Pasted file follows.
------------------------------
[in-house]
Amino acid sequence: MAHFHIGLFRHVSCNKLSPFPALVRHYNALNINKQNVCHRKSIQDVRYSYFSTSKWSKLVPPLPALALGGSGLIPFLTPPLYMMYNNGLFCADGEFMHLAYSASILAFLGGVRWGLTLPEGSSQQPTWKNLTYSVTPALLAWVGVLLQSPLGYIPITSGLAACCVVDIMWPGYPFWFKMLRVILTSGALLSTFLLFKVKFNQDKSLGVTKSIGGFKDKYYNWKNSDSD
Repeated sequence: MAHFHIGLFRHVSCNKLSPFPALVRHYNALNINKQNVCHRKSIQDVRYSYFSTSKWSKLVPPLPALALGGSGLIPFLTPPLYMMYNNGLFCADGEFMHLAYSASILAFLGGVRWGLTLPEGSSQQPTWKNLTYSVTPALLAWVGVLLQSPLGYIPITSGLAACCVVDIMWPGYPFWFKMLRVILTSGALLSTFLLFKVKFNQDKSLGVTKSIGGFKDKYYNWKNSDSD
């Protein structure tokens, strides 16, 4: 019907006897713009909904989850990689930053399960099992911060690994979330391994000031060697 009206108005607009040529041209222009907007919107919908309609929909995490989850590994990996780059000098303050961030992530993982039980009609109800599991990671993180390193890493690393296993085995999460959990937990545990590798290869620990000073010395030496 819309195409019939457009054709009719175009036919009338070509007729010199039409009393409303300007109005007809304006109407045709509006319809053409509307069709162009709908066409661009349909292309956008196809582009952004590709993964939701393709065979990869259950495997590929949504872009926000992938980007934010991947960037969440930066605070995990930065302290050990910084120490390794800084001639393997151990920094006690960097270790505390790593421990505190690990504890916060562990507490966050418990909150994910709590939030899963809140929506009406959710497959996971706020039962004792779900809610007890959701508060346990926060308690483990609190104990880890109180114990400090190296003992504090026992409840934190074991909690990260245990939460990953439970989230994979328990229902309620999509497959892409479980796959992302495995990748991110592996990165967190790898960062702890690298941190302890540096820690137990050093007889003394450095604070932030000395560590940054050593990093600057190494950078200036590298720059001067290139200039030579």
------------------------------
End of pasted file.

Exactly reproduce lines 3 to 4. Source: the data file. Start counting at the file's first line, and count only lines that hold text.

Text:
Repeated sequence: MAHFHIGLFRHVSCNKLSPFPALVRHYNALNINKQNVCHRKSIQDVRYSYFSTSKWSKLVPPLPALALGGSGLIPFLTPPLYMMYNNGLFCADGEFMHLAYSASILAFLGGVRWGLTLPEGSSQQPTWKNLTYSVTPALLAWVGVLLQSPLGYIPITSGLAACCVVDIMWPGYPFWFKMLRVILTSGALLSTFLLFKVKFNQDKSLGVTKSIGGFKDKYYNWKNSDSD
């Protein structure tokens, strides 16, 4: 019907006897713009909904989850990689930053399960099992911060690994979330391994000031060697 009206108005607009040529041209222009907007919107919908309609929909995490989850590994990996780059000098303050961030992530993982039980009609109800599991990671993180390193890493690393296993085995999460959990937990545990590798290869620990000073010395030496 819309195409019939457009054709009719175009036919009338070509007729010199039409009393409303300007109005007809304006109407045709509006319809053409509307069709162009709908066409661009349909292309956008196809582009952004590709993964939701393709065979990869259950495997590929949504872009926000992938980007934010991947960037969440930066605070995990930065302290050990910084120490390794800084001639393997151990920094006690960097270790505390790593421990505190690990504890916060562990507490966050418990909150994910709590939030899963809140929506009406959710497959996971706020039962004792779900809610007890959701508060346990926060308690483990609190104990880890109180114990400090190296003992504090026992409840934190074991909690990260245990939460990953439970989230994979328990229902309620999509497959892409479980796959992302495995990748991110592996990165967190790898960062702890690298941190302890540096820690137990050093007889003394450095604070932030000395560590940054050593990093600057190494950078200036590298720059001067290139200039030579």